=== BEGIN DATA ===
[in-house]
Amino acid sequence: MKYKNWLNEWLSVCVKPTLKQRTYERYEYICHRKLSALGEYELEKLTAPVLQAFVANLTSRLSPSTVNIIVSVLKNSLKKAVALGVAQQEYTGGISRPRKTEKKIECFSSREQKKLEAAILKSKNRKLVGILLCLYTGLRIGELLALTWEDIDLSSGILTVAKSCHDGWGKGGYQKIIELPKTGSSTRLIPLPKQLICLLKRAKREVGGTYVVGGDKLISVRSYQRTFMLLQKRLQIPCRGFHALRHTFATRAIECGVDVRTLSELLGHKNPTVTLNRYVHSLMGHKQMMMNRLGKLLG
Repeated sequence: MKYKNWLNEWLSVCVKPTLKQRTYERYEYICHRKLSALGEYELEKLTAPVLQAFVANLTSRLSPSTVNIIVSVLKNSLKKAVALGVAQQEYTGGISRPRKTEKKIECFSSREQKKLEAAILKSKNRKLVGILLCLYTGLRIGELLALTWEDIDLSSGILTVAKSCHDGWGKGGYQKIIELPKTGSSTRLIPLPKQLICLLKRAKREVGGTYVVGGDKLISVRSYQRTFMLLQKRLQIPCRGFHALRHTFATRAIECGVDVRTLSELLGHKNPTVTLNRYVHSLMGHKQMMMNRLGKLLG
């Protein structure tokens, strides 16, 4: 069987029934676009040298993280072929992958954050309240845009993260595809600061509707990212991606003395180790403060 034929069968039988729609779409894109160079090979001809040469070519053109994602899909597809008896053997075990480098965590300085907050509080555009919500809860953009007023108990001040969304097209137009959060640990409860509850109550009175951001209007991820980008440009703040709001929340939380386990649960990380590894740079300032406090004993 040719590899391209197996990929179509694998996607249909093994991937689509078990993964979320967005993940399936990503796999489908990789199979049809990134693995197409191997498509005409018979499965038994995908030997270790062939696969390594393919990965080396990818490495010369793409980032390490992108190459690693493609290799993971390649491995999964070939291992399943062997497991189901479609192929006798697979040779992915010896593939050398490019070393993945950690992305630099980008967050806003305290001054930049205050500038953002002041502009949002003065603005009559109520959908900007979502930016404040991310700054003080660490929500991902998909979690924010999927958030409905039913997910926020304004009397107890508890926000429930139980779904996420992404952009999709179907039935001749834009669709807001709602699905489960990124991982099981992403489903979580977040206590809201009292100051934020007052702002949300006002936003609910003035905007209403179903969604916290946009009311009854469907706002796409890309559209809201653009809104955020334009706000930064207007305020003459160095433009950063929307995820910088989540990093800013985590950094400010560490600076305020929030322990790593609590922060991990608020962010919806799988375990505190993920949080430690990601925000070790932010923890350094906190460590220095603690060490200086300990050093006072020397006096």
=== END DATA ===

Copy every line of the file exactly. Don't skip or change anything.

[in-house]
Amino acid sequence: MKYKNWLNEWLSVCVKPTLKQRTYERYEYICHRKLSALGEYELEKLTAPVLQAFVANLTSRLSPSTVNIIVSVLKNSLKKAVALGVAQQEYTGGISRPRKTEKKIECFSSREQKKLEAAILKSKNRKLVGILLCLYTGLRIGELLALTWEDIDLSSGILTVAKSCHDGWGKGGYQKIIELPKTGSSTRLIPLPKQLICLLKRAKREVGGTYVVGGDKLISVRSYQRTFMLLQKRLQIPCRGFHALRHTFATRAIECGVDVRTLSELLGHKNPTVTLNRYVHSLMGHKQMMMNRLGKLLG
Repeated sequence: MKYKNWLNEWLSVCVKPTLKQRTYERYEYICHRKLSALGEYELEKLTAPVLQAFVANLTSRLSPSTVNIIVSVLKNSLKKAVALGVAQQEYTGGISRPRKTEKKIECFSSREQKKLEAAILKSKNRKLVGILLCLYTGLRIGELLALTWEDIDLSSGILTVAKSCHDGWGKGGYQKIIELPKTGSSTRLIPLPKQLICLLKRAKREVGGTYVVGGDKLISVRSYQRTFMLLQKRLQIPCRGFHALRHTFATRAIECGVDVRTLSELLGHKNPTVTLNRYVHSLMGHKQMMMNRLGKLLG
């Protein structure tokens, strides 16, 4: 069987029934676009040298993280072929992958954050309240845009993260595809600061509707990212991606003395180790403060 034929069968039988729609779409894109160079090979001809040469070519053109994602899909597809008896053997075990480098965590300085907050509080555009919500809860953009007023108990001040969304097209137009959060640990409860509850109550009175951001209007991820980008440009703040709001929340939380386990649960990380590894740079300032406090004993 040719590899391209197996990929179509694998996607249909093994991937689509078990993964979320967005993940399936990503796999489908990789199979049809990134693995197409191997498509005409018979499965038994995908030997270790062939696969390594393919990965080396990818490495010369793409980032390490992108190459690693493609290799993971390649491995999964070939291992399943062997497991189901479609192929006798697979040779992915010896593939050398490019070393993945950690992305630099980008967050806003305290001054930049205050500038953002002041502009949002003065603005009559109520959908900007979502930016404040991310700054003080660490929500991902998909979690924010999927958030409905039913997910926020304004009397107890508890926000429930139980779904996420992404952009999709179907039935001749834009669709807001709602699905489960990124991982099981992403489903979580977040206590809201009292100051934020007052702002949300006002936003609910003035905007209403179903969604916290946009009311009854469907706002796409890309559209809201653009809104955020334009706000930064207007305020003459160095433009950063929307995820910088989540990093800013985590950094400010560490600076305020929030322990790593609590922060991990608020962010919806799988375990505190993920949080430690990601925000070790932010923890350094906190460590220095603690060490200086300990050093006072020397006096």